The imagination but ill brooks being checked in her loftiest flights, and circumscribed in her widest range, by the paltry intrusion of art, clumsily obtruded on its notice, and compelling the mind to associate the handy-work of a small and a narrow animal with the bold and magnificent operations of nature. Edward listened not again to the suggestions of his guide, but roved in silence through all the winding walks, and embosomed recesses of this enchanting spot, which is justly and deservedly celebrated as one of the most paradisiacal places on the face of the earth.

Edward walked forward, contemplating the scenery of the surrounding country, 'till he came to the pass of Killakranky, when he paused with wonder and dismay; the objects all around were terrifically grand; far as the eye could range, the prospect was bounded by an eternal chain of mountains, whose summits were buried in the clouds.

He crawled, at the imminent hazard of breaking his neck, down some very steep rocks, in order to bathe in the river Garry. At length, he reached the lower-most ledge of the precipice, against which the unwearied waves beat in hoarse cadence. The water was clear and limpid, so as to enable him to see and to avoid the sunken masses of stone, that lay a few feet under its surface.

Edward stood on the shelving ledge of a rock, close by the water's side, and surveyed the scenery of this enchanting spot, with inexpressible ecstacy. The vast masses of rocks had been, in many places, rifted by the lightning's blast, and, here and there, disclosed an awful chasm. At their base, and far up the steep, the hills were naked and bare, but above, thinly skirted with hardy trees and shrubs, as the mountain ash, the elm, and the hazel. The arch of a bridge, which led to a stately mansion near, reared itself full sixty feet above the bed of the river, although in the winter season, when the floods roll down the impetuous tide of their torrents from the mountain-heights, the waters rise above the level of the arch, and find their way through some round apertures at its side, made for the purpose of affording an outlet to the streams, lest the great weight of accumulated waters should press upon and sweep the whole fabric into destruction.

From the spot where Edward stood, as he looked through the arch of the bridge, he beheld a noble country open on his view. The banks of the river, (which tumbles its foaming flood over many a rough and broken fragment of rock, that impeded its course through the channel) were smiling with verdure, the plains beyond exhibited the marks of cultivation; and the whole of the prospect was terminated by a range of mountains, some of which were slightly clothed with wood, while the rest in bleak and sullen majesty, exposed their bare heads to the storm, and defied the ravages of time.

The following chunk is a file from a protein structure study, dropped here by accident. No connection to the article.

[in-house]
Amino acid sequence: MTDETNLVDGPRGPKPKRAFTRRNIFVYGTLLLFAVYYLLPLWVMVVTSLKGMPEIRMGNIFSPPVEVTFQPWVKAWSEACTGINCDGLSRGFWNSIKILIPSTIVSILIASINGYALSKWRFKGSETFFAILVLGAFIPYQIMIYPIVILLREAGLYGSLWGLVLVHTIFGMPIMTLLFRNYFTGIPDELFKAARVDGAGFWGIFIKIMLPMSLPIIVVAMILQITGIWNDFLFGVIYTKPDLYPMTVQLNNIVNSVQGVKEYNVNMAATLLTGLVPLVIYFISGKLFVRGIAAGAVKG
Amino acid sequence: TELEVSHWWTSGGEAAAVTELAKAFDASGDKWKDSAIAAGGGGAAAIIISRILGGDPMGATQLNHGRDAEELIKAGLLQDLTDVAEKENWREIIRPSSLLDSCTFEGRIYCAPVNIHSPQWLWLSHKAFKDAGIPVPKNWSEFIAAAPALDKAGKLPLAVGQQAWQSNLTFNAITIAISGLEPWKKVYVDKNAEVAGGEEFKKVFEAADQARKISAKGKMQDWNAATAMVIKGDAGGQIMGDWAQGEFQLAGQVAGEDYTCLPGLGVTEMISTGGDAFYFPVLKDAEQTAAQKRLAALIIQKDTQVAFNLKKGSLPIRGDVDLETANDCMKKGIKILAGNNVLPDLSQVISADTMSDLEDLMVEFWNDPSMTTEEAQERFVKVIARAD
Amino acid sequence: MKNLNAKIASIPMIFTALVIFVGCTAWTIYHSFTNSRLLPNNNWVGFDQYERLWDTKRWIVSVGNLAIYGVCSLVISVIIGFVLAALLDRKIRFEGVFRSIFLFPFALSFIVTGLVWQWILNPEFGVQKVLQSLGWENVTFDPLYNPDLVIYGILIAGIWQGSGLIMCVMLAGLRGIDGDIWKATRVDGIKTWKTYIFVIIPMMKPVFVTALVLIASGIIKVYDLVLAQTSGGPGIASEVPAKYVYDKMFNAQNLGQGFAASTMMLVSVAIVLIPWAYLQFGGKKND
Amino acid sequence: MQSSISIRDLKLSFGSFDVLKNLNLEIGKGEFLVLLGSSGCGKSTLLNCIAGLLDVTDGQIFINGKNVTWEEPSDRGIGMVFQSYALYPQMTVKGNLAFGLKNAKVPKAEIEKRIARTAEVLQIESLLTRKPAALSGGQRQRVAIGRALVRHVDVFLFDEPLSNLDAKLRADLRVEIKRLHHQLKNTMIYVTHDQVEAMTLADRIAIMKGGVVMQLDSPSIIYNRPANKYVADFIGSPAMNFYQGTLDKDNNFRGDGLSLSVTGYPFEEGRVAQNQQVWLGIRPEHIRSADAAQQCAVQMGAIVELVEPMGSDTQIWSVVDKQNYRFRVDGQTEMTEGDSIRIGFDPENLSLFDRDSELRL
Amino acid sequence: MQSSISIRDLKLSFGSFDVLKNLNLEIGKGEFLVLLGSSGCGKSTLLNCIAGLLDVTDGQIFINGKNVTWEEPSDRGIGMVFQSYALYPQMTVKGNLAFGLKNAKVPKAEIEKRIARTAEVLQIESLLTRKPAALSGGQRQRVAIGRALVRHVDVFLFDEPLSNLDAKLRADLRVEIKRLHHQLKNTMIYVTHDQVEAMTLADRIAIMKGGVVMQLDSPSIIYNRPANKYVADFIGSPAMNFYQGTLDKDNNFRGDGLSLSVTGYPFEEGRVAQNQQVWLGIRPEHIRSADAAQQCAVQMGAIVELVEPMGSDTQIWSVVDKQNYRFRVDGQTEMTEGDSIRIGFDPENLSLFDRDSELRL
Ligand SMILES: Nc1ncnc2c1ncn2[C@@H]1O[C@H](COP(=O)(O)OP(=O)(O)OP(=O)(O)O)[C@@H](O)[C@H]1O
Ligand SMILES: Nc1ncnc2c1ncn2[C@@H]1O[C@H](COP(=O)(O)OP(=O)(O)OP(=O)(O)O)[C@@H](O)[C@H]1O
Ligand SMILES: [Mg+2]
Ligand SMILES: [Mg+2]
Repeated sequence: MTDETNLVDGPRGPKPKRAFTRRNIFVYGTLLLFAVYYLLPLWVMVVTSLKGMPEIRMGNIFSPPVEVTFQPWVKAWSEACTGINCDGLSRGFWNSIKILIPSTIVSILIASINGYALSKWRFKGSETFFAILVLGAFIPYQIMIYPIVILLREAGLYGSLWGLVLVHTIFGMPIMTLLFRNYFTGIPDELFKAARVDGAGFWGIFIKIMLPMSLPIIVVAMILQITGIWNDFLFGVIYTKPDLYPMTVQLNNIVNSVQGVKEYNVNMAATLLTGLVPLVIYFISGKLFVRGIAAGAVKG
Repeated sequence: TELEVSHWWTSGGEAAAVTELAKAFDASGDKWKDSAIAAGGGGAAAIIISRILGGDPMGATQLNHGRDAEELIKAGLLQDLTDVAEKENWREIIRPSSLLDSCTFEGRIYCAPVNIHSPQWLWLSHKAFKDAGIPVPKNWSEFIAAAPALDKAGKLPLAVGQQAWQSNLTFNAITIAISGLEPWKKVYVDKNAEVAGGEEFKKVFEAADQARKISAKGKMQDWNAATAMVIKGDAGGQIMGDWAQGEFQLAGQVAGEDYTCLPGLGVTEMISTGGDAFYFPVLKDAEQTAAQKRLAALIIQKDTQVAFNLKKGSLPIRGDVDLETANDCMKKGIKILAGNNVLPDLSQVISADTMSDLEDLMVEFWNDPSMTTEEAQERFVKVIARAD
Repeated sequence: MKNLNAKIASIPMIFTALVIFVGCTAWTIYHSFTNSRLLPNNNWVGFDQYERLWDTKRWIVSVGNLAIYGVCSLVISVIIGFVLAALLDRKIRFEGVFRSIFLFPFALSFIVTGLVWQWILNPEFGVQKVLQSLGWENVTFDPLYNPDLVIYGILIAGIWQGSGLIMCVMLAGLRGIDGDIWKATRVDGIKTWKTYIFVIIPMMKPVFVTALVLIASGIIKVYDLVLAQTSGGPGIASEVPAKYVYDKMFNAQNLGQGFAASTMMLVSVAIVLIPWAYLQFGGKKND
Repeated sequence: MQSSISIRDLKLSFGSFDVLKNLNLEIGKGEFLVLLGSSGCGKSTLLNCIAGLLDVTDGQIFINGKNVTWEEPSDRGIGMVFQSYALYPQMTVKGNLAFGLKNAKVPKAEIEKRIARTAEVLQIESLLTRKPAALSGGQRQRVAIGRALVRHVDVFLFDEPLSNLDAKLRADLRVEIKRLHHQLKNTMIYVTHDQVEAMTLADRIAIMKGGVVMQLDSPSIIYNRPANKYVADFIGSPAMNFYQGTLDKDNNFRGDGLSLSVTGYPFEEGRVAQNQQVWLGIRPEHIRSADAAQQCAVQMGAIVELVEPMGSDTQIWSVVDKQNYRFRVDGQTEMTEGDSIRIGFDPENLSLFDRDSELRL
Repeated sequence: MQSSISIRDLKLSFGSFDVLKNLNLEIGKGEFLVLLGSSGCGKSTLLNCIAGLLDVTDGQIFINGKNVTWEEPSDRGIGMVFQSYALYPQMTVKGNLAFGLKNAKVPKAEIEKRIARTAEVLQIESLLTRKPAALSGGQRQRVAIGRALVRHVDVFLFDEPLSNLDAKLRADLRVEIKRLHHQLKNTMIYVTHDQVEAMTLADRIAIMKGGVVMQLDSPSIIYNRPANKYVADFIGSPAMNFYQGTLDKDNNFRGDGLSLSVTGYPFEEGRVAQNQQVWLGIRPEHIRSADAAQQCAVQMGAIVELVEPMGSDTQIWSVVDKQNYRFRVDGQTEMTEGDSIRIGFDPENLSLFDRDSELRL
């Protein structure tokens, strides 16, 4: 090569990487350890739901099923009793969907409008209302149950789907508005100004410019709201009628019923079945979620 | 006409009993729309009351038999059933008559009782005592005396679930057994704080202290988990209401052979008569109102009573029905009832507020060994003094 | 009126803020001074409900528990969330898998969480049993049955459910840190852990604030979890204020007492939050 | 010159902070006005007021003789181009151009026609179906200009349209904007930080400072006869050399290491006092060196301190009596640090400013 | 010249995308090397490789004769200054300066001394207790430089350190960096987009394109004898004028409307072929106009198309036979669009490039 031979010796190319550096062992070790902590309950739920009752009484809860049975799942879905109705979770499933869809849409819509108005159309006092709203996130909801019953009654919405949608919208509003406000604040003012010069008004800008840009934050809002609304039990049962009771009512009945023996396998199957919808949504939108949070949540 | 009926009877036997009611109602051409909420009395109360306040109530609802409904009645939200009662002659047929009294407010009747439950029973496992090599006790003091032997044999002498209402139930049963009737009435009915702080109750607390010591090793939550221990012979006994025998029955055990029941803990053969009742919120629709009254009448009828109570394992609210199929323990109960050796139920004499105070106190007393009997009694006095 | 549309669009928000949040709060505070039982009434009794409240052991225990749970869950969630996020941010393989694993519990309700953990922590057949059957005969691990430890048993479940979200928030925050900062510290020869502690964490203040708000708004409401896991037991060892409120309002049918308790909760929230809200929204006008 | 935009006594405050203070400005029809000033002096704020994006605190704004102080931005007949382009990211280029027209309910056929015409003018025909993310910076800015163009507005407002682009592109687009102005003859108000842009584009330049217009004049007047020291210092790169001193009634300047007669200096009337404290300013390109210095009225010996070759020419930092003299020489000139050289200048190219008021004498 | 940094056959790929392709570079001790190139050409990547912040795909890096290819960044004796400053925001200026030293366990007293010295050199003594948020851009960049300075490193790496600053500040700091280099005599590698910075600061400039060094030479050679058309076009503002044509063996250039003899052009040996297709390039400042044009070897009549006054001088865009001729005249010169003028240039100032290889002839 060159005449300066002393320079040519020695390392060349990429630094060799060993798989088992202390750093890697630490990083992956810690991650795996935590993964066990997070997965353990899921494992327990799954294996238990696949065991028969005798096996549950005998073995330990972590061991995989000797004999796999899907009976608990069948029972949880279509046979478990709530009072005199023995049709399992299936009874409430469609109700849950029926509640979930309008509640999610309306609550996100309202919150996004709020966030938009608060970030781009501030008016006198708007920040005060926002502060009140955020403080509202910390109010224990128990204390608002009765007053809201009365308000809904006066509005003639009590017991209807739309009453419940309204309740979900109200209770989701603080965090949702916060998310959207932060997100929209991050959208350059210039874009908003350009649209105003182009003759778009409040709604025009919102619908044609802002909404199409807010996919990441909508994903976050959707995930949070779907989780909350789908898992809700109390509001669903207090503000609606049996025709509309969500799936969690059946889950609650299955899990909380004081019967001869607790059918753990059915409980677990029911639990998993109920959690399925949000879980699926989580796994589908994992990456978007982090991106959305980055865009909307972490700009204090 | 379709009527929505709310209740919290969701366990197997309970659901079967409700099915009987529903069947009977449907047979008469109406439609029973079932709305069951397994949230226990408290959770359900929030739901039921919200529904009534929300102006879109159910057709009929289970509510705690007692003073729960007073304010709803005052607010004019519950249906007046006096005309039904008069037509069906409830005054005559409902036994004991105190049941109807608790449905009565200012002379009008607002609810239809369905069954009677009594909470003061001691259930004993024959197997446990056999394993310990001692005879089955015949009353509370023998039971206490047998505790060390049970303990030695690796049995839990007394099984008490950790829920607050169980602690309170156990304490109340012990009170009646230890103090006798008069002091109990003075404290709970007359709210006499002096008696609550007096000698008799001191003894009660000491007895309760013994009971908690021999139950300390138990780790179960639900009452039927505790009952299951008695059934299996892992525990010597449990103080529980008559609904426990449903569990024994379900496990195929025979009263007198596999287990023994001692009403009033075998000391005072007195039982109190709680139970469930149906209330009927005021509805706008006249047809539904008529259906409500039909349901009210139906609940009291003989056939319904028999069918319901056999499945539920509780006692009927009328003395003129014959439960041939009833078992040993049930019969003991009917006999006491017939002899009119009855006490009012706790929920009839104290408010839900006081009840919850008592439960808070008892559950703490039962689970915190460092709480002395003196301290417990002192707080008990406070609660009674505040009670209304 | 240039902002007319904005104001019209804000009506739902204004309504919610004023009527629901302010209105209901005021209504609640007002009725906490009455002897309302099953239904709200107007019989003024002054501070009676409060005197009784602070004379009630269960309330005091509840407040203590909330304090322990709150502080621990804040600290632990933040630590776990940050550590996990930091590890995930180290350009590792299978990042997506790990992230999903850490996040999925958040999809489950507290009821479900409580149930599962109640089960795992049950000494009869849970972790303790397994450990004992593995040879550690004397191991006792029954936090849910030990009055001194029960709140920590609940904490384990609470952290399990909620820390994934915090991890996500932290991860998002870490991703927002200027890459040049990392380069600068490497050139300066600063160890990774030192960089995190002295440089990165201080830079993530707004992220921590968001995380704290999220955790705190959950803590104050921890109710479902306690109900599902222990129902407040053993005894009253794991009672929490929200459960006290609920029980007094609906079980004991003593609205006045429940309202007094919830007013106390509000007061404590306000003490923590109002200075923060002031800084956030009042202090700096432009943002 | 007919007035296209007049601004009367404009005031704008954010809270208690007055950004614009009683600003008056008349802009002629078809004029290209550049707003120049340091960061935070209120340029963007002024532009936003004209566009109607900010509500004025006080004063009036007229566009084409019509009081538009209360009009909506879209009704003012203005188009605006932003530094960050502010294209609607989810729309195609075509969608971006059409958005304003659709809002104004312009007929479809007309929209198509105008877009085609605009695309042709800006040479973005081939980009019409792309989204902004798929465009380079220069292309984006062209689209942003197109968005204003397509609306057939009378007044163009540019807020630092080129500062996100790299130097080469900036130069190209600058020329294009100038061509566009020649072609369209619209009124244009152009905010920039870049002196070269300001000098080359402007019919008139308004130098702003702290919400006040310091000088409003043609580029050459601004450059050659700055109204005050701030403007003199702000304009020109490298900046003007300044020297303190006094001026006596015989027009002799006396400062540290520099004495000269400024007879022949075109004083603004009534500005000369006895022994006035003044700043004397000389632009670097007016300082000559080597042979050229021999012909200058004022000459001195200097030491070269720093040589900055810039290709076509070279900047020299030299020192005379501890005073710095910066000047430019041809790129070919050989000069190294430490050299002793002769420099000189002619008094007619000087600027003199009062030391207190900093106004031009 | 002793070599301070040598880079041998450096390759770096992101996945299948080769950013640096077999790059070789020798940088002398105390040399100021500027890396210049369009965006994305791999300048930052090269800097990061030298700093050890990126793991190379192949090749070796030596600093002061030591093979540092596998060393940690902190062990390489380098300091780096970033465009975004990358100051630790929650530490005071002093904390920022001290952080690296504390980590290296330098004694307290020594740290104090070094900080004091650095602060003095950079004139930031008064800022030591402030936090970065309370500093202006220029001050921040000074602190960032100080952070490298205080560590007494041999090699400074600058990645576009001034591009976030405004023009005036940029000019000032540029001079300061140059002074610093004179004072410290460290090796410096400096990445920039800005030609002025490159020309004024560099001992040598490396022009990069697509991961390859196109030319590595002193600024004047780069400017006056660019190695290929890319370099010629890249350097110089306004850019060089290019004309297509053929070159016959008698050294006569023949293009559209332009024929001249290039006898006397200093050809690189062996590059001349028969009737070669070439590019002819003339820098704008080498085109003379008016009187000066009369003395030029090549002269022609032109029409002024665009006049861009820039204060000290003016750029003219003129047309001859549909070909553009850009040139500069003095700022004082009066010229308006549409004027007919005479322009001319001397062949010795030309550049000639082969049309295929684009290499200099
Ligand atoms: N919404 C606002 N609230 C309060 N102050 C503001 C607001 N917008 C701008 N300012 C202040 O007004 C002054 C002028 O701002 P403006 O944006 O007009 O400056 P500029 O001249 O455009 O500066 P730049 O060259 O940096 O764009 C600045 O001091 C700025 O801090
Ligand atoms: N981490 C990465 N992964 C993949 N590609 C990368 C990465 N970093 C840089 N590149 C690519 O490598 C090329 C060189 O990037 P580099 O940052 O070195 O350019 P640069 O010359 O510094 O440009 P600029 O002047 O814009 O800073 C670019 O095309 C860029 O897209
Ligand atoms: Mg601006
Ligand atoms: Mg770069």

In the British rebellion of 1745, when the Hessian troops came to this spot, they declared, that they would go no farther, for that these were the confines of the world. And, no wonder; for before General Wade had caused the famous military road, which now runs over all this tract of country, to be constructed, half a dozen highlanders, with a few loose stones, might have defended the pass against a whole army of assailants.

Gray, the poet, says, that he never experienced the sensations of sublimity from the moment he crossed the Alps, 'till he arrived at this spot. In the ruder times of ancient days, a poet might, surely, have been forgiven, if he had placed the nether regions directly in this spot, which might then have appeared to him to be the bones and skeleton of the world. Here the bard might have imagined, that airy forms and shadowy spectres took up their habitation, whether they hung on the rude fragment of a rock, or came riding upon the viewless wings of the blast.